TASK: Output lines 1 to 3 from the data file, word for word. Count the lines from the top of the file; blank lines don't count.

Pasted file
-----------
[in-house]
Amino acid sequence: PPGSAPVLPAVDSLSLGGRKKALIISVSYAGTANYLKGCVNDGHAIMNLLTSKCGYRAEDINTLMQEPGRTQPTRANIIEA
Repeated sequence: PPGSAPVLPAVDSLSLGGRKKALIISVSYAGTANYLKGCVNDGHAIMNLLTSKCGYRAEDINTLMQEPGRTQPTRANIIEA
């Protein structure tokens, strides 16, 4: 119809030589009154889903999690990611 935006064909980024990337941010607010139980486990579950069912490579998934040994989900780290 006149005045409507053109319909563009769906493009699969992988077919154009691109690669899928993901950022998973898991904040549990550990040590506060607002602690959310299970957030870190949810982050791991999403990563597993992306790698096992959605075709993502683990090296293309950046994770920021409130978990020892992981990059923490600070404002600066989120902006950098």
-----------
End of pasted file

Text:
[in-house]
Amino acid sequence: PPGSAPVLPAVDSLSLGGRKKALIISVSYAGTANYLKGCVNDGHAIMNLLTSKCGYRAEDINTLMQEPGRTQPTRANIIEA
Repeated sequence: PPGSAPVLPAVDSLSLGGRKKALIISVSYAGTANYLKGCVNDGHAIMNLLTSKCGYRAEDINTLMQEPGRTQPTRANIIEA